The jacket montage on our home page was updated for fall and the first Tabula Rasa Jacket (TRJ) is Bobbie’s Shirt Jacket. I made it for my cousin Bobbie who is a busy mom of 3 and a full time professional with a large tech company. She usually works from home, but on occasion she travels to conferences and meetings with colleagues and clients. She tells me that it is really hard to dress professionally but not in an intimidating manner in today’s “business casual” world.
Together, we have been building her a wardrobe of jackets and tops that add a bit of color and interesting detail to her black Eureka! Pants. This latest addition to her closet is a lined TR Shirt Jacket. I used her adjusted TRJ pattern and the Shirt Variations pattern for the TRJ. The fabrics are both woven silk suiting, so choosing good interfacing was essential.
After cutting out the shirt jacket, I took a scrap of fabric and made an interfacing sample. I wanted to see how a variety of interfacings would work on the silk tweeds. For this project I chose the 3 fusible interfacings that are in our interfacing sampler: a weft insertion, a tricot, and an 8 way stretch. I also tested a very lightweight woven fusible called Bi-stretch Lite. After applying a piece of each to the sample, I felt how the interfacings affected the fabric. I also pressed in a fold to see how the fold would be impacted by the interfacing.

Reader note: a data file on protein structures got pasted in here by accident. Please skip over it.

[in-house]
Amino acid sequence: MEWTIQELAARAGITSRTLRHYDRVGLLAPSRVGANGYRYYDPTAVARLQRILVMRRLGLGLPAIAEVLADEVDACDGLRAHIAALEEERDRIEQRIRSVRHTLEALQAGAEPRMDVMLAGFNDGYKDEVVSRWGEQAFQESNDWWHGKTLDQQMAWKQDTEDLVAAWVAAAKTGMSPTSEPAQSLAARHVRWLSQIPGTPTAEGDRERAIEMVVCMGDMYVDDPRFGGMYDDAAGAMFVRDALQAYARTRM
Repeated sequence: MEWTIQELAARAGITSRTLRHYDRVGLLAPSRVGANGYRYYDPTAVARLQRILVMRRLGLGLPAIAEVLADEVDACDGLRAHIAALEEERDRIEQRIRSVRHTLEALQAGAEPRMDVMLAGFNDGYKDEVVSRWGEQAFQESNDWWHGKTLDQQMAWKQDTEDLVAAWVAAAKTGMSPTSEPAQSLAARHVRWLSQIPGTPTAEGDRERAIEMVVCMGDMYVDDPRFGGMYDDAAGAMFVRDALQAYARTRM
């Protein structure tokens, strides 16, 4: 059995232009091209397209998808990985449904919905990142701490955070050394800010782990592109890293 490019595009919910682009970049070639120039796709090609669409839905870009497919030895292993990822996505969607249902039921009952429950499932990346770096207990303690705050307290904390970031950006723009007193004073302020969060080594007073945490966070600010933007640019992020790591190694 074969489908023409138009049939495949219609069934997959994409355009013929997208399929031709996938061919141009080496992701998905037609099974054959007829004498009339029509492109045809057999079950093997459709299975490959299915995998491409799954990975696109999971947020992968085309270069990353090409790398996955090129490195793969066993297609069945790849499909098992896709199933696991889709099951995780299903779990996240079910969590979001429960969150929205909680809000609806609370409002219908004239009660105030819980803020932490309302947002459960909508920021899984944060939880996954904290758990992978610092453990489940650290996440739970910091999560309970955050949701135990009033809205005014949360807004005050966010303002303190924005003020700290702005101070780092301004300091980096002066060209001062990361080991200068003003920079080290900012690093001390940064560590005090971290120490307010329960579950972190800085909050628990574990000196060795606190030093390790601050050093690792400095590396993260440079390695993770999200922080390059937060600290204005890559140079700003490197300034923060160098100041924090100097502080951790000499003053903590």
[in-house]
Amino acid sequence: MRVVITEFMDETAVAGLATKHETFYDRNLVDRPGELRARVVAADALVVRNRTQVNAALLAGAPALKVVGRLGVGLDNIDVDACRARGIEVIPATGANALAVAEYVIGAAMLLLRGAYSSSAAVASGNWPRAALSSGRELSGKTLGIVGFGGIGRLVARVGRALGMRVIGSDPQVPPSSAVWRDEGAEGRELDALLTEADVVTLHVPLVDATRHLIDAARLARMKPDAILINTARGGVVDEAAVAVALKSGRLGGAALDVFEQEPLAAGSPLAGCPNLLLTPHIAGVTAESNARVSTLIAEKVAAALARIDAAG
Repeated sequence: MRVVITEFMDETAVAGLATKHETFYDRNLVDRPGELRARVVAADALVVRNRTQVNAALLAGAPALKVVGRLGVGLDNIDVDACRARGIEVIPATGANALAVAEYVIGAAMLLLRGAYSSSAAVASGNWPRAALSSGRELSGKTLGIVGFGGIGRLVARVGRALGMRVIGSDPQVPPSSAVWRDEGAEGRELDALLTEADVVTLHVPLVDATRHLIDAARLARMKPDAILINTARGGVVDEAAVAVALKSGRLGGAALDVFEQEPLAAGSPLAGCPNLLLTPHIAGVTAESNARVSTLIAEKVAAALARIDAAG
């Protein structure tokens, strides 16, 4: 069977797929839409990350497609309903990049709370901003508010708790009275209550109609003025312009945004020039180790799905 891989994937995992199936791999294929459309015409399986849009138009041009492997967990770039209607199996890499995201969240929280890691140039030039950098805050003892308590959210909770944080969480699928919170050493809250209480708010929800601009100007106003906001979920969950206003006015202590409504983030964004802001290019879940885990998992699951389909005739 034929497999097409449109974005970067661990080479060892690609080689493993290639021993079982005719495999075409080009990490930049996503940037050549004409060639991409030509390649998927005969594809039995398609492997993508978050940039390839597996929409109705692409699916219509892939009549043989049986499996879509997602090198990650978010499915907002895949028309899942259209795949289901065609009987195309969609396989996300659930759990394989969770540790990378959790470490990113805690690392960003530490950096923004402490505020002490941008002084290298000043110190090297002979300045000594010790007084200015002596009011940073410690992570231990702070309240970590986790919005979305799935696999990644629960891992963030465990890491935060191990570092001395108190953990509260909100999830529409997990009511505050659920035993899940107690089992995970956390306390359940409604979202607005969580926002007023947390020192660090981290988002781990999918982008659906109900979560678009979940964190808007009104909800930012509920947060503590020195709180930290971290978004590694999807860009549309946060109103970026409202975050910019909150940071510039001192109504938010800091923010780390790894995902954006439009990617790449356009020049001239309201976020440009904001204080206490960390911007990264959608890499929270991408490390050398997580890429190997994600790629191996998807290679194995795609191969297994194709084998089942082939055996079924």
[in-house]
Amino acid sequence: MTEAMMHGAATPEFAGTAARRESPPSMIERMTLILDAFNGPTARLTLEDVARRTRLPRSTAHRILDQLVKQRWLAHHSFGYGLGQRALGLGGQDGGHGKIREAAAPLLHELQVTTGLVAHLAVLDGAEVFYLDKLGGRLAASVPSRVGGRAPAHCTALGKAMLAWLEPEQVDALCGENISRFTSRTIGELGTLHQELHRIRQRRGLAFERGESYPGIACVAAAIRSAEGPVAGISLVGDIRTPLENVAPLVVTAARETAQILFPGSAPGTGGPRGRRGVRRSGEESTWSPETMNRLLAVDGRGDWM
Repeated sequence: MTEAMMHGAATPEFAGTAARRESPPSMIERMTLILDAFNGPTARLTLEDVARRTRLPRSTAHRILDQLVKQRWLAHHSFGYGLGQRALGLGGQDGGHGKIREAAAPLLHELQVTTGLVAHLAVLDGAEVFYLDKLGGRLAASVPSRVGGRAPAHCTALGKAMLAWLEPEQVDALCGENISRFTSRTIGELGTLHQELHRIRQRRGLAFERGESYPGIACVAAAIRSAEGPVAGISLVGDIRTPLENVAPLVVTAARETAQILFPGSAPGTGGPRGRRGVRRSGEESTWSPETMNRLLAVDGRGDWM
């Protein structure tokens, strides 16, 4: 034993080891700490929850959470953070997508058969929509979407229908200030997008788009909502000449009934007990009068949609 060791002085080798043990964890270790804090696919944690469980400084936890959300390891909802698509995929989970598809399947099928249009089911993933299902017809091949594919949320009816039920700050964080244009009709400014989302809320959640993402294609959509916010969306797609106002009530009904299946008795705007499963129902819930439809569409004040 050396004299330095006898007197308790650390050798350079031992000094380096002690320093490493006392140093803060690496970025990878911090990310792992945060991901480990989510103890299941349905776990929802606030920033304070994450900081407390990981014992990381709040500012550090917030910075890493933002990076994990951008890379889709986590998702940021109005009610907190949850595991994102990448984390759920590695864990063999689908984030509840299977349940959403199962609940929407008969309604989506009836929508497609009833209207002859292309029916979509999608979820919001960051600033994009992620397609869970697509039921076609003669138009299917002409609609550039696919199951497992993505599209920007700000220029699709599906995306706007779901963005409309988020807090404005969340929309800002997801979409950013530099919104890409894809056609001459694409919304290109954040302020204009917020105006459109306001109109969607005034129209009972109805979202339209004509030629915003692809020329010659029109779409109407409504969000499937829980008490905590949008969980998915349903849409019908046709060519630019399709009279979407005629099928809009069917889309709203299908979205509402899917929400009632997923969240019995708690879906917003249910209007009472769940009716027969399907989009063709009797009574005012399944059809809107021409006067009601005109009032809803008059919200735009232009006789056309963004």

I knew the shirt jacket needed to be interfaced on the front, the facings, both sides of the collar, the hemline and the cuffs. Sometimes, though, with loosely woven silk suiting, you interface the entirety of each piece. After assessing my samples, I decided to keep the jacket on the soft side and not interface the entire body or the sleeves. I knew that the lining would keep the fabric from fraying uncontrollably in the seams.
Cut the interfacing about 1/8” smaller than the area to be fused. That way when fusing the interfacing to the wrong side of the fabric, you will avoid fusing it to the ironing board as well. Have a press cloth nearby to keep the iron from getting gummed up with the fusible residue.
When the shirt jacket was finished, Bobbie and I were delighted with the results. The collars and cuffs were supported, but not rigid. The front was sturdy enough to accommodate the large painted wooden buttons and the long machine-made buttonholes.
It will fold easily to be packed into a suitcase and come out ready to make a professional entrance at any work event. Silk suiting is at least a 3 season fabric and with air conditioning, this jacket could probably be worn year round. Bobbie loves the comfort of the TRJ’s square armhole and the versatility of most of her TRJ’s. They are professional with her black separates, but she can also feel comfortable in them with jeans at her children’s soccer games, swim meets or band concerts.
Do you wear your TRJ’s to work? Tell us about your favorite TRJ’s and send us photos for our face book page. We welcome all of you who joined the blog list this last month. We held our drawing yesterday and our winner will receive a Shirt Variation pattern and a cotton fabric bundle.
Happy Sewing, RAE